Not sure why you think a comparison between the MC68xxx and the Z80 / 6502 is even---remotely---a valid one.

            Are you, at all, aware of the architectural---hardware---, and software---instruction-set and memory-referencing-capability---differences between the ONE, and the other two which are not even in the same league?

            I will not say anything about the comparison of apples to oranges. Promise.

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            • #36
              Looks like the article has been updated and now reads very cleanly.

              For a long time a Motorola 68010 or higher plus a paged MMU was pretty much the standard for Unix minicomputers and workstations. The 68010 brought recoverable page fault support plus a few other changes to support virtualization, and IIRC most of the changes after that focused on performance.

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              • #37
                Originally posted by danmcgrew View Post
                Not sure why you think a comparison between the MC68xxx and the Z80 / 6502 is even---remotely---a valid one.
                Way to totally miss the point... I said that they're the same from the standpoint of what they're used for; Very low power embedded applications. The sort of applications where even most ARM cores are too advanced and power-hungry.

                Sure, some of the older Roombas and other "higher-power" embedded applications may have used them years and years ago, but those applications have long since moved almost exclusively to ARM-based SoCs. The 68k series now only really exists in the same very low power space as the Z80 and 6502.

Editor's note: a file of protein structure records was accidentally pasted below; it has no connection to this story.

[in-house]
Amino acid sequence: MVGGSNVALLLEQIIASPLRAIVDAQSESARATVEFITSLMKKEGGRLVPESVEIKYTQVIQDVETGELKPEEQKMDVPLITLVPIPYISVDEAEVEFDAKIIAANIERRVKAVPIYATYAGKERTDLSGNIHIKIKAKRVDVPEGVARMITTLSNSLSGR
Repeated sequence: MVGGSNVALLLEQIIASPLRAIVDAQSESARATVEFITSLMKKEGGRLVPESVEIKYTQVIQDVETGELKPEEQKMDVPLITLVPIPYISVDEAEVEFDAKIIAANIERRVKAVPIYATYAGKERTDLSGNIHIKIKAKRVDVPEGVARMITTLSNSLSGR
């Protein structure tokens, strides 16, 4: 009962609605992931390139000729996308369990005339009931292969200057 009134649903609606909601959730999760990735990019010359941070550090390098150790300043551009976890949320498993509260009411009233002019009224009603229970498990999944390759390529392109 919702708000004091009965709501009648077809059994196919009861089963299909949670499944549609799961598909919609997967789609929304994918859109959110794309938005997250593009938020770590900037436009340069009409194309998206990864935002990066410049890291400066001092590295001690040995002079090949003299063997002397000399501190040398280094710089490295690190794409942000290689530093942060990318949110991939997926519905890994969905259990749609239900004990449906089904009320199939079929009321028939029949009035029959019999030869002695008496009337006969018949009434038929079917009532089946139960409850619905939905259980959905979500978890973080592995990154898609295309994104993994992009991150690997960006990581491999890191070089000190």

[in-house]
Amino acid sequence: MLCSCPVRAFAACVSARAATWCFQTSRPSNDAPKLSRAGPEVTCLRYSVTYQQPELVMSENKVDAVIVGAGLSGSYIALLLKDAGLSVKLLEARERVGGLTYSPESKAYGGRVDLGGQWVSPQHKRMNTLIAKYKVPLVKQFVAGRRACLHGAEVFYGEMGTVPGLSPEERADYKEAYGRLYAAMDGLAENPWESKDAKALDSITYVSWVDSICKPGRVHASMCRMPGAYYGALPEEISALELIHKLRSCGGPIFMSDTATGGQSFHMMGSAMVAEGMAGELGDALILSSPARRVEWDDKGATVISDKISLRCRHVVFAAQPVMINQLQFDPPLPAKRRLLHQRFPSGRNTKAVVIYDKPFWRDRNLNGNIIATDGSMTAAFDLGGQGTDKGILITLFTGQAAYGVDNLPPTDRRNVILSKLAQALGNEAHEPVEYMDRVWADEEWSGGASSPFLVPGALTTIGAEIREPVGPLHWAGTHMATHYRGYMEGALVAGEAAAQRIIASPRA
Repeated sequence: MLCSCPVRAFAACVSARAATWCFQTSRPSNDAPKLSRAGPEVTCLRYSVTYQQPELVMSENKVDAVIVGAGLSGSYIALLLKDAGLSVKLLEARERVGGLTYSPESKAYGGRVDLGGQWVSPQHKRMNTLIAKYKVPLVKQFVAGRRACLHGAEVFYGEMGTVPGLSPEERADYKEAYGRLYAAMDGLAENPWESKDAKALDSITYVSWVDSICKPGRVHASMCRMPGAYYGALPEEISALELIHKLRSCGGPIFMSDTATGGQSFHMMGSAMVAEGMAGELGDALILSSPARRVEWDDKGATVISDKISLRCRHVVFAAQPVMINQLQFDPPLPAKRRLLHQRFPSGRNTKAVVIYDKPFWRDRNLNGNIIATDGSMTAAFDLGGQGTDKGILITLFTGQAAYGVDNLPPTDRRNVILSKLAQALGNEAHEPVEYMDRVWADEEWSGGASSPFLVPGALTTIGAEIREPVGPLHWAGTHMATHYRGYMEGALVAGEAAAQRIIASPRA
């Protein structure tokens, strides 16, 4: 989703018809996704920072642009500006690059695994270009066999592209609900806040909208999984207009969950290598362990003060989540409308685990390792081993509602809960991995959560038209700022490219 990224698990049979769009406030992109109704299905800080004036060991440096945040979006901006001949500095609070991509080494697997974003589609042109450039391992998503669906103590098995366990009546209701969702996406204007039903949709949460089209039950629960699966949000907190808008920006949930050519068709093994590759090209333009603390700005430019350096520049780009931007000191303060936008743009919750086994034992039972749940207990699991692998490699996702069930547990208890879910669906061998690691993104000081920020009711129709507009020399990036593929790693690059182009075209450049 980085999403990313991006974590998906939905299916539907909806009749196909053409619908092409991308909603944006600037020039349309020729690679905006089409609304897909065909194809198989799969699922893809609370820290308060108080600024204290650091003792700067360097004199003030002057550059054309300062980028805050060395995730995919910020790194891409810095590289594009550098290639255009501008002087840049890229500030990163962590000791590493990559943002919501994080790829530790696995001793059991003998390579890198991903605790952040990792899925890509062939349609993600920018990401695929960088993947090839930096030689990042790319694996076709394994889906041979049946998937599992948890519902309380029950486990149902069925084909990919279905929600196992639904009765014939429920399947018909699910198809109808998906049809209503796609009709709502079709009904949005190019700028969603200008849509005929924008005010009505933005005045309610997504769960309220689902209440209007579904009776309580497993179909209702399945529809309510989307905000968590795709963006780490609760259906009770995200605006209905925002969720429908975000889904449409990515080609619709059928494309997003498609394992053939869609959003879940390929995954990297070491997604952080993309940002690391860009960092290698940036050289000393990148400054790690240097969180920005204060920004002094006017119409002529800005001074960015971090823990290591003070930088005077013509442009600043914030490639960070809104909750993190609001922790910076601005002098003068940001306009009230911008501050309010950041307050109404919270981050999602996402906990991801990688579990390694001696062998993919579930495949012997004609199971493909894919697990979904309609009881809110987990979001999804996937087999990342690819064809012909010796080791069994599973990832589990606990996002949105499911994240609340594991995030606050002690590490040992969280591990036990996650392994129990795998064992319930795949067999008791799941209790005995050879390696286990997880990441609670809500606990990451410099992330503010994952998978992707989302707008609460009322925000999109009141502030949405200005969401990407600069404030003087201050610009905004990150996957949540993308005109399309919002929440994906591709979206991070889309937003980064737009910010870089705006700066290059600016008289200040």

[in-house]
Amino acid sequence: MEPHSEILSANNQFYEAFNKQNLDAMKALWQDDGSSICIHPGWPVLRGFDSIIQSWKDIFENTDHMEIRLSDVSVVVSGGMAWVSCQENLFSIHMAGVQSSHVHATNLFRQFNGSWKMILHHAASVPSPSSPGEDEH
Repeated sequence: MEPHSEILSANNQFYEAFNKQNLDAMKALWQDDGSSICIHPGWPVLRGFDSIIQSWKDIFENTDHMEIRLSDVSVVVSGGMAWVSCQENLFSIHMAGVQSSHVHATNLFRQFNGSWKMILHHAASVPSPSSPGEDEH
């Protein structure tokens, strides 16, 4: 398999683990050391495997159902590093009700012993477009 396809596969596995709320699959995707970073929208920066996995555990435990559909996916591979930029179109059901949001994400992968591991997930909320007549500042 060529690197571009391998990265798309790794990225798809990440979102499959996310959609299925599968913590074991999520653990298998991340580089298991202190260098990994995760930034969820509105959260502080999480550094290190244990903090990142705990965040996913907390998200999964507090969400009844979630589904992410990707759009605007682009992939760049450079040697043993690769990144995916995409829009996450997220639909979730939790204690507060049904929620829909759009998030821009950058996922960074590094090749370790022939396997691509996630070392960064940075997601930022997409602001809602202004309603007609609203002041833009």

"Why should I want to make anything up? Life's bad enough as it is without wanting to invent any more of it."

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                • #38
                  Originally posted by L_A_G View Post
                  Sure, some of the older Roombas and other "higher-power" embedded applications may have used them years and years ago, but those applications have long since moved almost exclusively to ARM-based SoCs. The 68k series now only really exists in the same very low power space as the Z80 and 6502.

                  https://www.borntoengineer.com/z80-collapse-os-post-apocalyptic
                  https://news.slashdot.org/story/19/1...ost-apocalypse




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                  • #39
                    Originally posted by onicsis View Post
                    ...
                    Ok... So somebody made a basic OS in their spare time that'll run on a Z80? Is that supposed to be impressive? Gary Kildall created the first version of CP/M for the Intel 8080 way back in 1973 and the Z80 is a heavily upgraded derivative of it.
                    "Why should I want to make anything up? Life's bad enough as it is without wanting to invent any more of it."

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                    • #40
                      Originally posted by Beherit View Post

                      Yep. The final CPU in the m68k series was the 68060 released in the mid-90s. By then, Apple had already decided to switch to the PowerPC line of CPUs.
                      Don't forget the "new" 68080 made with an fpga for the new amiga vampire v4 in 2019 ^_^

                      https://www.youtube.com/watch?v=kbzi6Ma5pzI


                      Amiga will never die !